Taxco de Alarcon Tourist Attractions
How to get thereMexico City by bus about 3 hours; by car about 170km/106mi on the MEX 95 and 95D, turning off in Amacuzac.Taxco, spectacularly situated on the side of a series of hilltops, is one of the most famous and most popular tourist destinations in Mexico by virtue of its harmonious townscape dating back to the colonial period, with low tiled houses, tiny squares, alleyways and secluded corners.
HistoryIn pre-Columbian times the area was inhabited by the Tlahuicas, one of the Nahua tribes. About 10km/6mi from present-day Taxco stood the Indian town of Tlachco (Náhuatl: "where ball was played"). The Aztecs under their rulers Itzcóatl and Moctezuma I invaded the area and finally annexed it in the middle of the 15th c. The Spanish arrived here in 1522 in search of tin and silver. In 1529 they founded the settlement of El Real de Tetzelcingo, from which the town of Taxco was finally to emerge in 1581. Large deposits of silver were not found until the middle of the 18th c. when Joséde la Borda discovered and exploited the large mine of San Ignacio. In gratitude for the riches he had acquired, Borda had the church of Santa Prisca built. After the Revolutionary War (1910-20) the region became increasingly impoverished until the American William Spratling (1900-67) settled there in 1930. He was successful in reviving the old artisan skills by bringing in silversmiths from Iguala and getting them to produce jewellery using the traditional Indian models.Today Taxco lives almost exclusively from tourism and the silversmiths' trade, the latter employing over 1500 craftsmen in several hundred tiny workshops scattered throughout the town. The silver used for this work is in fact an alloy made up of 950-980 grams of silver to 20-50 grams of copper.
The church of San Sebastián y Santa Prisca stands on the Plaza de la Borda. It was built by Diego Durán and Juan Caballero, and is considered a jewel of Churrigueresque architecture.
The Calle del Arco leads from the Zócalo to the Market (Mercado), which is well worth seeing. Further to the south-east is the Baroque Santísima Church dating from 1713, from which the Calles Real de San Nicolás and Progreso lead westwards to the Iglesia Ojeda (finished in 1822), which stands on a hill.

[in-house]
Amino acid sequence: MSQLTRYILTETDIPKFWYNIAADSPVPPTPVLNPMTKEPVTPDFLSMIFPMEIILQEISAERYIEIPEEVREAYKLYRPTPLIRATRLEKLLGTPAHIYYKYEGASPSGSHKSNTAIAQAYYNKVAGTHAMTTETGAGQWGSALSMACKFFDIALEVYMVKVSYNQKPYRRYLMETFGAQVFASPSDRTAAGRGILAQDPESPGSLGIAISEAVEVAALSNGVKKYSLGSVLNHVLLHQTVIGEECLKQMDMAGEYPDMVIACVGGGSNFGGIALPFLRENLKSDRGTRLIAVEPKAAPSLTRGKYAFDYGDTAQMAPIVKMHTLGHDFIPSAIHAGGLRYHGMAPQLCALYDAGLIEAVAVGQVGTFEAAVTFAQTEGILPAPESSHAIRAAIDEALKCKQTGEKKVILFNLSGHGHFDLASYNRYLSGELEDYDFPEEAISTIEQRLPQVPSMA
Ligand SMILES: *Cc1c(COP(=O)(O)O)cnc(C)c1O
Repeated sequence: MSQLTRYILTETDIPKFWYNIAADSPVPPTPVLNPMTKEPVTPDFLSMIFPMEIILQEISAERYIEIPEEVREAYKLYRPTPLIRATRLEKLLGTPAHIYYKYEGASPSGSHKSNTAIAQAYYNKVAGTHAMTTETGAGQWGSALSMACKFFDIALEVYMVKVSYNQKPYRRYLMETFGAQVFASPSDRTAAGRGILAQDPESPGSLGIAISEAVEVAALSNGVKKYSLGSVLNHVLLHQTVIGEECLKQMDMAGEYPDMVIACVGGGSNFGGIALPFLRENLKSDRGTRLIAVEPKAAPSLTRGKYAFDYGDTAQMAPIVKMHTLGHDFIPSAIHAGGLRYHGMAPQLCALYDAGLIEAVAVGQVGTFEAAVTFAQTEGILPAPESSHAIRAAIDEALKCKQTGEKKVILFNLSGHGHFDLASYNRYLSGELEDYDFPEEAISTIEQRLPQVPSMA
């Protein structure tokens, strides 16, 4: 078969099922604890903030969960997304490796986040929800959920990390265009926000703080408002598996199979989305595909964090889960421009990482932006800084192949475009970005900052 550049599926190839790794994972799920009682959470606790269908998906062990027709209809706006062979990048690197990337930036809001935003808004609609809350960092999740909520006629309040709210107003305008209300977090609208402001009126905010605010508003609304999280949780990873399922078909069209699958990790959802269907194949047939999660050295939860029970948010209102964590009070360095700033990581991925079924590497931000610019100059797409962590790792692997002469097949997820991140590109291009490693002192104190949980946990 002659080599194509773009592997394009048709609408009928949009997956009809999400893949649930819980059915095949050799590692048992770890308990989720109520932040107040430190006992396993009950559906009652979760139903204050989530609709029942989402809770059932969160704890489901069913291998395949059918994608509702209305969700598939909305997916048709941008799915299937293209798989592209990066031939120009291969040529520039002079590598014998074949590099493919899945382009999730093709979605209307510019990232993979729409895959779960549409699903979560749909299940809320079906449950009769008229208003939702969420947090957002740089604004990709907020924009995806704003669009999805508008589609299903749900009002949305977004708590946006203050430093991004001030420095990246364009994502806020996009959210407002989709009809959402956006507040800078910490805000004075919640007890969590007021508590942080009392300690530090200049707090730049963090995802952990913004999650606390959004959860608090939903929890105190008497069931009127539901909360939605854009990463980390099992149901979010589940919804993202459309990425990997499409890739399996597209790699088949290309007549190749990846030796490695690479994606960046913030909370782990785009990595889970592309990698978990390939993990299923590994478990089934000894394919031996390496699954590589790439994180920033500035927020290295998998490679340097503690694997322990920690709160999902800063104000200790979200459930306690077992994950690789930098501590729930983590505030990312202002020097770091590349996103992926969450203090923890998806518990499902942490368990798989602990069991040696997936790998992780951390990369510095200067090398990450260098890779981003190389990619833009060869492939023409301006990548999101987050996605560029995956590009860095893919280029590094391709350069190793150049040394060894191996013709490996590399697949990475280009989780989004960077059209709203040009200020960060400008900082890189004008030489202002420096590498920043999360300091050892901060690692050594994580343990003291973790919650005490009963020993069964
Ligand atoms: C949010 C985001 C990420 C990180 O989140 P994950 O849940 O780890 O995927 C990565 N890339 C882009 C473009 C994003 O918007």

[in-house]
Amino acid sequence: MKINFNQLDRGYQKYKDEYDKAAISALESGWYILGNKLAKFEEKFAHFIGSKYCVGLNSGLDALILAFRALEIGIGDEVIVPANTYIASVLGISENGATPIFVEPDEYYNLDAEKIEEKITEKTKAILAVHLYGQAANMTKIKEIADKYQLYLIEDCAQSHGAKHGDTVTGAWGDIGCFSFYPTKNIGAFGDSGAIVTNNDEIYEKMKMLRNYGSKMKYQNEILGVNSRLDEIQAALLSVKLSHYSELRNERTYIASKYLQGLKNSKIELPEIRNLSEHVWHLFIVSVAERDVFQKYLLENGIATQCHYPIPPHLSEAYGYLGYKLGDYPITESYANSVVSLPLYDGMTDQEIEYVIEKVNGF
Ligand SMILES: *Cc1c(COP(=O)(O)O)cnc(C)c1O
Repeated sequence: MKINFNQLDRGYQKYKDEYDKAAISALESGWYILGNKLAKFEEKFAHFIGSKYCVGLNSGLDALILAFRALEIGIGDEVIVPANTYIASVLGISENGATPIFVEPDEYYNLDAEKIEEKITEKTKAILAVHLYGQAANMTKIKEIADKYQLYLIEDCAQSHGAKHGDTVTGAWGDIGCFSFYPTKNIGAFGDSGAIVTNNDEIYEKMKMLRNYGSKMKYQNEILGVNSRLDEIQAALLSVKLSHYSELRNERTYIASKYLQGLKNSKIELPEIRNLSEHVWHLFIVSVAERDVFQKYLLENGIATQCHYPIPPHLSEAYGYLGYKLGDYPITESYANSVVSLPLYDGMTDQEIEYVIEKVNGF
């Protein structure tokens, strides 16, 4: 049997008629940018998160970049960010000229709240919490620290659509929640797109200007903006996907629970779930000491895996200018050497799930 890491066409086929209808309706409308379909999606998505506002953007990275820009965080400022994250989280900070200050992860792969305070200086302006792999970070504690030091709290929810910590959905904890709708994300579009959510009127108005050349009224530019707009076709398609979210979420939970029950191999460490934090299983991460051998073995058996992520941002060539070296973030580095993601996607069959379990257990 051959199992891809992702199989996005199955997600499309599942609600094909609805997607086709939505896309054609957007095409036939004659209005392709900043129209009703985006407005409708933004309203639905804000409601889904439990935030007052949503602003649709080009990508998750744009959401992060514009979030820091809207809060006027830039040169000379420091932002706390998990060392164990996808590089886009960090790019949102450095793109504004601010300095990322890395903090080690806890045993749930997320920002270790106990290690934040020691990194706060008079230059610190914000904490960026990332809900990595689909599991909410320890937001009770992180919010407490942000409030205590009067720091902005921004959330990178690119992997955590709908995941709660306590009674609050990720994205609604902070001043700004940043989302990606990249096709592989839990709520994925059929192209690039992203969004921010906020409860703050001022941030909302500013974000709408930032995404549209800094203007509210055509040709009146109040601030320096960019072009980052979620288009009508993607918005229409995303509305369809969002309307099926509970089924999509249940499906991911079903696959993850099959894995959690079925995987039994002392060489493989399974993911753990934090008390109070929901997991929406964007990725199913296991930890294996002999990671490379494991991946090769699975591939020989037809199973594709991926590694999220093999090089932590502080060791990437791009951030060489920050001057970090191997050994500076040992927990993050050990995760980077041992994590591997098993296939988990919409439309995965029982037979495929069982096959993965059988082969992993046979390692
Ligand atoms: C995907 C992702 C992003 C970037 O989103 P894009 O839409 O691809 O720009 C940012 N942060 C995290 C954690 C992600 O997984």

Going through the Calle de San Agustín from the church back towards the main square, the visitor will pass the Plaza de los Gallos, which is still suffused with the atmosphere of old Spain, and the Casa Figueroa (Calle Guadalupe 2). This building dating from the middle of the 18th c. was originally called "Casa de las Lágrimas" ("House of Tears"), because the nobleman who commissioned it, Conde de Cadena, had it built by Indians under conditions of slave labour, many of whom were literally worked to death. The artist Fidel Figueroa acquired it in 1943 and the house is now a museum which is looked after by his widow.
William Spratling Museum
Situated in Porfirio Delgado I, behind Santa Prisca, is the William Spratling Museum (Museo Guillermo Spratling), in which archaeological pieces from the western cultures and objects from Taxco's heyday as a silver town are on display.
On the Calle Juan Ruiz de Alarcón stands the Casa Humboldt, a magnificent building with a beautiful mudéjar gateway, which Juan de Villa-nueva had built in the 18th c. The name of the house is derived from the fact that in April 1803 the German naturalist and geographer Alexander von Humboldt spent the night here during his travels through the Spanish West Indian colonies which lasted several years. He recorded his impressions in 35 volumes and on 1300 copper-plates. Today silverwork is displayed in the Casa Humboldt.
Convent of San Bernardino
The Calle Convento leads past the town hall to the former Convent of San Bernardino. The convent was originally a Franciscan foundation dating from the 16th c., but was burnt down during the 19th c. and then rebuilt in the Neo-Classical style.
Holy Virgin of Guadalupe
On a hill, looking in a south-westerly direction, is the church of the Holy Virgin of Guadalupe. This church, which has a lovely view of the Zócalo and Santa Prisca, dates from the 18th c. and was restored in 1877.
Minibuses and taxis travel from the Zócalo to the base station of the cableway, which is in the north of the town near the Hacienda del Chorillo. The railway soars up to the 240 m (787 ft) high chain of hills called Lomas de Taxco. The view during the ascent and from the plateau is exceptional.
Every year during Holy Week a unique series of processions takes place in Taxco. They begin on Palm Sunday and reach their high point on Maundy Thursday and Good Friday, when "penitentes" (penitents who wear foot chains), "encruzados" (faithful who drag heavy thorn bushes on their bare shoulders) and 'flagelentes' (penitents whipping themselves with thin scourges) make their way through the streets and hope thereby to gain redemption for their sins.
Centro de Cultura de Taxco (Antigua Casa Borda)
The Cultural Center was opened in 1992 and features ever-changing exhibits of photography, sculpture, and painting. The artwork displayed is both national and international.
Museo de Arte Virreinal de Taxco (Antigua Casa Humboldt)
Map of Taxco de Alarcon Attractions